Saturday, November 22, 2008

Bradley (pending): Stay of Removal Issued on Visa Waiver Program Adjustment

Kirk Semple wrote an article for the New York Times on November 20, 2008 titled A Residency Dream, Now a Nightmare, that reports that the Third Circuit granted a stay of removal while it hears an the appeal of Mr. Bradley.

The reporter talked to Mr. Bradley's lawyer Harry Asatrian, who explained that Mr. Bradley entered on the visa waiver program and overstayed, marrying a United States citizen. He then applied for legal permanent residence in New Jersey and twice asked to reschedule the USCIS interview due to work conflicts. The second time, USCIS refused to postpone the interview and on July 5, 2008, USCIS denied the application.

Mr. Bradley filed an administrative appeal (probably to the AAO) on June 24, 2008.

Rather than let the appeal play out, ICE swooped in and arrested/detained Mr. Bradley on October 8, 2008.

There are a few issues involved:
  • Is the waiver of removal proceedings by those who enter on the visa waiver program valid if the immigrant was so jet-lagged and groggy at the airport that it was not a knowing and voluntary waiver? (There is some basis to think the answer is that it would not be valid if the manner in which it was signed can be proven.)
  • Can the entrant even raise this issue to any court? The government is arguing that the Third Circuit is not even allowed to listen to this issue because the disputed waiver is a complete waiver that eliminates any constitutional claims. (The government's argument as portrayed in the article does not make much sense -- it assumes that the disputed waiver is valid in arguing that no constitutional claim exists. But the issue of whether the disputed waiver is valid is the point of the appeal.)
  • Can the entrant introduce evidence beyond the signed piece of paper about how the waiver was signed and obtained? Stephen F. Day, OIL counsel on the case, argues that the form is the prima facie evidence. (The question is whether the prima facie evidence is open to rebuttal through other evidence -- I don't see why not. If it's open to rebuttal through other evidence, OIL's argument should not succeed.)
On November 10, 2008, the Third Circuit issued a stay of removal. In the meantime, ICE released Mr. Bradley from detention while the appeal is pending, so Mr. Bradley experienced five weeks in the immigration detention center in Elizabeth, NJ, that is run by CCA. (The article did not mention the conditions in detention centers, such as plexiglass barriers when meeting family and fairly open living and bathroom facilities. A glimpse of those conditions was portrayed in the film The Visitor.) It would be interesting at the end of the case to look back on whether detaining Mr. Bradley was a wise use of taxpayer funds.

In the meantime, there is always a possibility that the case could be settled -- if USCIS just lets Mr. Bradley pay again and file a second adjustment application (rather than trying to get the first one reopened), maybe he can get his chance to prove whether he deserves legal permanent residence status and make the whole appeal moot. Although the issue could recur if ICE decides to detain more people who sign visa waiver forms after long international flights.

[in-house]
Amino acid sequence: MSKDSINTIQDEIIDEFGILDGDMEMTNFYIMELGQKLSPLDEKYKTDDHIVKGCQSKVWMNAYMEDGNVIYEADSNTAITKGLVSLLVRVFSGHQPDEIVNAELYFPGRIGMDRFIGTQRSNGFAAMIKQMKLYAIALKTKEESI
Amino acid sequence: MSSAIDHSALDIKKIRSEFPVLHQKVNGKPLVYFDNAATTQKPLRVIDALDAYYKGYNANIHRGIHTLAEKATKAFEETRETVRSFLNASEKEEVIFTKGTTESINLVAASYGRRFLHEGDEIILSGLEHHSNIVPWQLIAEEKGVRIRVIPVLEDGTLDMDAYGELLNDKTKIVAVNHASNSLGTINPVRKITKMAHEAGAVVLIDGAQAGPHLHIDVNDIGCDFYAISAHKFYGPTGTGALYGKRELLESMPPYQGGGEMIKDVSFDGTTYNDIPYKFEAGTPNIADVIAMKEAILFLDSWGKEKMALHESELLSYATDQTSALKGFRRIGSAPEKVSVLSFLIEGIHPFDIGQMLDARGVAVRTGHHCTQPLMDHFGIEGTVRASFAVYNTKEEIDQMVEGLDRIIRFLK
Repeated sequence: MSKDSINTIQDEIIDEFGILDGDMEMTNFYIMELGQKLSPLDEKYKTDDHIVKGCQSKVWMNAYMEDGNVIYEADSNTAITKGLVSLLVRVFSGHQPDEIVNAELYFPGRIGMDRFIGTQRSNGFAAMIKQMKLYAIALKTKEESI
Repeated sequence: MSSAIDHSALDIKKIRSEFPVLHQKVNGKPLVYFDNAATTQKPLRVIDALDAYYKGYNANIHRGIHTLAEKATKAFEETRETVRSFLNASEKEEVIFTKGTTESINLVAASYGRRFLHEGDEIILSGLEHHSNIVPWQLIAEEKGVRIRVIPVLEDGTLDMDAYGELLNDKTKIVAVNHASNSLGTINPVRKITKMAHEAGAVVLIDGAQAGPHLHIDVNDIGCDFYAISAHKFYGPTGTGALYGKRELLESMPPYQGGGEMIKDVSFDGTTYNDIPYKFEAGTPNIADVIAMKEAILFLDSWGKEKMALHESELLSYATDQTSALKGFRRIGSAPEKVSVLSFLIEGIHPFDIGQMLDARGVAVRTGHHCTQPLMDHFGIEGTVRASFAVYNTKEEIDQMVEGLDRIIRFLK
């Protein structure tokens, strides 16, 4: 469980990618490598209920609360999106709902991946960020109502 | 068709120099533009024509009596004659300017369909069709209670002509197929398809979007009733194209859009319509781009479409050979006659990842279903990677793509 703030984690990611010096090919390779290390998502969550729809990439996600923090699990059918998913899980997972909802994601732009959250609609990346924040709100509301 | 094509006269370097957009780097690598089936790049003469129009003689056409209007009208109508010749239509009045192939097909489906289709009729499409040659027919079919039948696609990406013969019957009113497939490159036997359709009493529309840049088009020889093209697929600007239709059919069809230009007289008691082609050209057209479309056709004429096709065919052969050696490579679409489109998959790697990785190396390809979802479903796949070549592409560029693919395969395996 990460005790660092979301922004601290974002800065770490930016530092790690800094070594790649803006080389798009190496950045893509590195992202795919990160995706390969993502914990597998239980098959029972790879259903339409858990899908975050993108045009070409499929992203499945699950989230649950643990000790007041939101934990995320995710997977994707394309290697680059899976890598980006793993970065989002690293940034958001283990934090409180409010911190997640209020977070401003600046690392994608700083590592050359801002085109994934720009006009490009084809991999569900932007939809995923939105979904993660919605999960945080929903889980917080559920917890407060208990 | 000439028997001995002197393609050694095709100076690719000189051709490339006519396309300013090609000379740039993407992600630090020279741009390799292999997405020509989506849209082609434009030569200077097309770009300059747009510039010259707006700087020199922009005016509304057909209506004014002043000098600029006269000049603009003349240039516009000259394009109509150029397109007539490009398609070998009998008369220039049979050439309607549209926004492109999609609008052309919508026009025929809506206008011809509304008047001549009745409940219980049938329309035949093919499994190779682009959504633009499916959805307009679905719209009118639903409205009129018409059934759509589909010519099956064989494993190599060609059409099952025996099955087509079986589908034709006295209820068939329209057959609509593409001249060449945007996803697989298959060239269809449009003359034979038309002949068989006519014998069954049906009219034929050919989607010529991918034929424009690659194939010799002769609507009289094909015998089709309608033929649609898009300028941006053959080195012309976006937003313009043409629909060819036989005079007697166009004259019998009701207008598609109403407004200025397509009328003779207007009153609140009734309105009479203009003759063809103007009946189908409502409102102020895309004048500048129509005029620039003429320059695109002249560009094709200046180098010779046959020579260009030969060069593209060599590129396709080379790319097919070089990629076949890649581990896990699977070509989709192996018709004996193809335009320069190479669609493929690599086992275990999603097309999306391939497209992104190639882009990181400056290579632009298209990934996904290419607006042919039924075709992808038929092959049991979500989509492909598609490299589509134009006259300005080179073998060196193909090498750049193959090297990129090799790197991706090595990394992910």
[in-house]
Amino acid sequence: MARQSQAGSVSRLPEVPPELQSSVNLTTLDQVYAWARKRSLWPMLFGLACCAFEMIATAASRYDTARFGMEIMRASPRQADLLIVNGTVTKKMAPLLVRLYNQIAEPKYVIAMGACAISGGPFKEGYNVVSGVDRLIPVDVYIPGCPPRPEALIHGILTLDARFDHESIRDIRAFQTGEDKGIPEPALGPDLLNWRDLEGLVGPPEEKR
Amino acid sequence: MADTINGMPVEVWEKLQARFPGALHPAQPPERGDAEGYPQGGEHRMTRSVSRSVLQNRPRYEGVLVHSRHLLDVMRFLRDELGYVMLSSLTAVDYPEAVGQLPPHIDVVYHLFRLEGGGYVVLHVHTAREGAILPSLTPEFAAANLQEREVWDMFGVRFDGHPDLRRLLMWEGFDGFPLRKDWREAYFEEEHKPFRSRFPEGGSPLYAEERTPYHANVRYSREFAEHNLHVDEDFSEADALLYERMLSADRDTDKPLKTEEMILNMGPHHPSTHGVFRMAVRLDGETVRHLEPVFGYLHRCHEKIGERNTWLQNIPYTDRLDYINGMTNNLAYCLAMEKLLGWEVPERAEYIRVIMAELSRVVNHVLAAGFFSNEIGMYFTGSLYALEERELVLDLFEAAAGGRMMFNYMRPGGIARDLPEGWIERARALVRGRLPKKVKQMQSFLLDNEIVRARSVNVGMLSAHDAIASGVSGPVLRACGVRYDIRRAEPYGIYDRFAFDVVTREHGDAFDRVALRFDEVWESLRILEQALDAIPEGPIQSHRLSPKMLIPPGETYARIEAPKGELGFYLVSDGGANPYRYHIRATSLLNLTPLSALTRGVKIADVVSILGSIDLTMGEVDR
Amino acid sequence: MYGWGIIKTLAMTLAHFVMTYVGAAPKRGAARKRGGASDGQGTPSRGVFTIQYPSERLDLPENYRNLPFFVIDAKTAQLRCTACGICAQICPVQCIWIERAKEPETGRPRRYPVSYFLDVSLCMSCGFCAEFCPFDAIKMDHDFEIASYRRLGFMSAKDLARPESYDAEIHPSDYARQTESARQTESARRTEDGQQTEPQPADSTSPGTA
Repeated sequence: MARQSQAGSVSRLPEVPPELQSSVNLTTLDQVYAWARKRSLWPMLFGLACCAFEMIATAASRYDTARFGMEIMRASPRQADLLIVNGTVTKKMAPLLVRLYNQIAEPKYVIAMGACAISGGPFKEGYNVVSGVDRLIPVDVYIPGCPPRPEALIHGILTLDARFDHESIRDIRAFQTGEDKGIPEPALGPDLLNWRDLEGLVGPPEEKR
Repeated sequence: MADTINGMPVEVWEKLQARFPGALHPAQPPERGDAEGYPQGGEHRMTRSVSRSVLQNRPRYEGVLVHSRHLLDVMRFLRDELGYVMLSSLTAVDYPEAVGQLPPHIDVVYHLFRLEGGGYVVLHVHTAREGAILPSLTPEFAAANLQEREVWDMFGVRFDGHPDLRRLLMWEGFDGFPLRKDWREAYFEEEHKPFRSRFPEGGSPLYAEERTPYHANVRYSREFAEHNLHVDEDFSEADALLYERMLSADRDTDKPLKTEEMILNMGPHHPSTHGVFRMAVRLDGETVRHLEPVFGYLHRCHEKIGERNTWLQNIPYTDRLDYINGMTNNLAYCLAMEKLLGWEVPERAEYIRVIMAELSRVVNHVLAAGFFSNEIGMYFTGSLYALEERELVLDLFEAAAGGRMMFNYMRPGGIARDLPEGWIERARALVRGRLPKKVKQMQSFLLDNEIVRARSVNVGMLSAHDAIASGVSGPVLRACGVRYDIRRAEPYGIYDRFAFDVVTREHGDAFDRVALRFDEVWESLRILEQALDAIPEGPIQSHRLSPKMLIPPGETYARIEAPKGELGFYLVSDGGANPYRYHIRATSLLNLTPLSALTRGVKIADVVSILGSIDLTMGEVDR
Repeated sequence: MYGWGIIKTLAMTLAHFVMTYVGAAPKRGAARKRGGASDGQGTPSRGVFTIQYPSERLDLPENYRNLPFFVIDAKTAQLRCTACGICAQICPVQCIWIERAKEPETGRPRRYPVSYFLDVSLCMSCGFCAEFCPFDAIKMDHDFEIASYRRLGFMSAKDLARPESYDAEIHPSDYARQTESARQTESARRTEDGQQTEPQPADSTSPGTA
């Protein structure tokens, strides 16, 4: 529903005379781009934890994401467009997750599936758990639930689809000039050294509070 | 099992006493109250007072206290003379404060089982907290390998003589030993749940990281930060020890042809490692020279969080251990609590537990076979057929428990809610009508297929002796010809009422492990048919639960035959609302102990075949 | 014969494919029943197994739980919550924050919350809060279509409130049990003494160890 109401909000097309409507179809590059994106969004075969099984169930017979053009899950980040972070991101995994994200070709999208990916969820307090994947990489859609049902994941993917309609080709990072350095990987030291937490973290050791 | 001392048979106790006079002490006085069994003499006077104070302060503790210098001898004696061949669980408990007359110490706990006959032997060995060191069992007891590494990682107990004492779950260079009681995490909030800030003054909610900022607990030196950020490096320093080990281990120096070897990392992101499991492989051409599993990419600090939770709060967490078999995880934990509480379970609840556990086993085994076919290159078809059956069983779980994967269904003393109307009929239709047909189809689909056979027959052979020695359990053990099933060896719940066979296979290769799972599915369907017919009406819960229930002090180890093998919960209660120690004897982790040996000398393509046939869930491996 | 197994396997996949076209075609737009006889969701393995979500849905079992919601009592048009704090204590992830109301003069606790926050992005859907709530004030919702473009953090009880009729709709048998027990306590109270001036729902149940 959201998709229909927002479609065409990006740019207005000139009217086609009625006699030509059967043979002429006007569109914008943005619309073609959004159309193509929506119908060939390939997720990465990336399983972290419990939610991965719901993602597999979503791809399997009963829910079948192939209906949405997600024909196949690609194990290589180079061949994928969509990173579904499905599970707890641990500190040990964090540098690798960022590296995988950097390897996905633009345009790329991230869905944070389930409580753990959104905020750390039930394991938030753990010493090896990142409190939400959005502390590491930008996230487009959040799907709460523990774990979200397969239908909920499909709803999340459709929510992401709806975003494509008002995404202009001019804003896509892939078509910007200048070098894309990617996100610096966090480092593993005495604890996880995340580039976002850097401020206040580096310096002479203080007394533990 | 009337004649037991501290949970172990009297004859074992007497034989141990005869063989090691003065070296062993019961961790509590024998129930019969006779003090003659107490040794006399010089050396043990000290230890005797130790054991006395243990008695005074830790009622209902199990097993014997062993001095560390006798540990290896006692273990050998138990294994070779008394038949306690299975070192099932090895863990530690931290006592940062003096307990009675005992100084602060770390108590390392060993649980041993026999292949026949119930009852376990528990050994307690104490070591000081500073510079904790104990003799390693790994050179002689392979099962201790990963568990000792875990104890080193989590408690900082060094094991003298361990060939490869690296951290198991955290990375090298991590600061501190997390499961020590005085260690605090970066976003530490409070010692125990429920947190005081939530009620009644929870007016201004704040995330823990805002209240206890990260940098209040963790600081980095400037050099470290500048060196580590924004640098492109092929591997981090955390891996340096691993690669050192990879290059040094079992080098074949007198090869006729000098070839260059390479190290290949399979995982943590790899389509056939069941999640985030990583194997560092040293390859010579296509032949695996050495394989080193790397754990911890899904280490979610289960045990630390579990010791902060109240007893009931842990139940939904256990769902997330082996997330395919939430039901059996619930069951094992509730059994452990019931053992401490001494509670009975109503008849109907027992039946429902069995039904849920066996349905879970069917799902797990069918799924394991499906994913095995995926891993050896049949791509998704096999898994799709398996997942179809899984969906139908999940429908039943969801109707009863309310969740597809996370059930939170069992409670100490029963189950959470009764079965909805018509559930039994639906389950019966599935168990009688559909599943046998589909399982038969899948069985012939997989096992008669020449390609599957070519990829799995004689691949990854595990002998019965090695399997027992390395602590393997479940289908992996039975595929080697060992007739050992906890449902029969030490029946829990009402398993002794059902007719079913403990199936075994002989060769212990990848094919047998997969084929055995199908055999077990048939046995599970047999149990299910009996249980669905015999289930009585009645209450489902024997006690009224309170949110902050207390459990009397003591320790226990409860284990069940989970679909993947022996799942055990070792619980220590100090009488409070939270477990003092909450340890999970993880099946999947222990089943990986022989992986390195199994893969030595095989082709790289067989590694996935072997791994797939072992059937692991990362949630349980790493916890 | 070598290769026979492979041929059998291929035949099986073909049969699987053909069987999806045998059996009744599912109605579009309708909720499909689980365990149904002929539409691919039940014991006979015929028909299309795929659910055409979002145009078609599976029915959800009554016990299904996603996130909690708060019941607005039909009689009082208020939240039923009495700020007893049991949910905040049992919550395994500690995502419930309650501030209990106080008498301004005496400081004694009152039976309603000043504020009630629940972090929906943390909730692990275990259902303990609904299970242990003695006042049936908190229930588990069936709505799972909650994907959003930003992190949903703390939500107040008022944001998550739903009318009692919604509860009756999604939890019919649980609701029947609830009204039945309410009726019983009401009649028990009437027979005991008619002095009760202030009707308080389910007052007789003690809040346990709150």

Update: the Third Circuit issued a decision in Bradley v. Holder on April 22, 2010.

Thursday, November 20, 2008

Massaquoi (not precedential): Mentally Ill Person Loses Asylum Claim

Massaquoi v. Mukasey
No. 07-2417
Not Precedential
November 20, 2008

Judges Smith, Cowen and Thompson (District Judge Anne E. Thompson from D.N.J.)
Opinion by Judge Thompson

Affirming the BIA, which had overturned IJ Robert P. Owens

Benjamin D. Yerger of Lancaster, PA argued the case for Mr. Massaquoi. Jeffrey L. Menkin argued the case for the Office of Immigration Litigation.

An expert testified about the lack of mental health care in Liberia and how the public there perceive the mentally ill. The Third Circuit held that the evidence given by the expert was not strong enough to support an asylum claim because it seemed tenuous, speculative, and uncorroborated. Without knowing more about the case, it is very difficult to interpret the Third Circuit's comment that there was no "solid evidence" about persecution.

It is difficult to see how this opinion will be significant in other cases because it is hard to tell what kind of evidence the Third Circuit sees by definition as not being solid.

Quantanilla-Suarez (not precedential): IJ Can Reopen Sua Sponte For Any Or No Reason

Quantanilla-Suarez v. Mukasey
No. 07-3245
Not Precedential
November 19, 2008

Judges McKee, Nygaard, and Roth. Per curiam opinion.

Affirming BIA and IJ R.K. Malloy

An IJ seems to have complete discretion to reopen a case sua sponte for any or no reason at all. The Third Circuit ruled that it had no power to review the reason (or no reason) that an IJ reopens a case sua sponte. The Third Circuit drew on its decision in Calle-Vujiles v. Ashcroft, 320 F.3d 472 (3d Cir. 2003), in which it held that it had no power to review the reason (or no reason) that the BIA reopens a case sua sponte. So the IJ and BIA can reopen a case on their own accord for any or no reason at all.

The strongest argument for some level of review is that perhaps the IJ can only reopen a case sua sponte for exceptional circumstances. The Third Circuit in this case rejected that view, though.

The Third Circuit can review a due process claim, but you have to show you were prevented from reasonably presenting your case due to the mistake the court made. There wasn't enough proof of that in this case.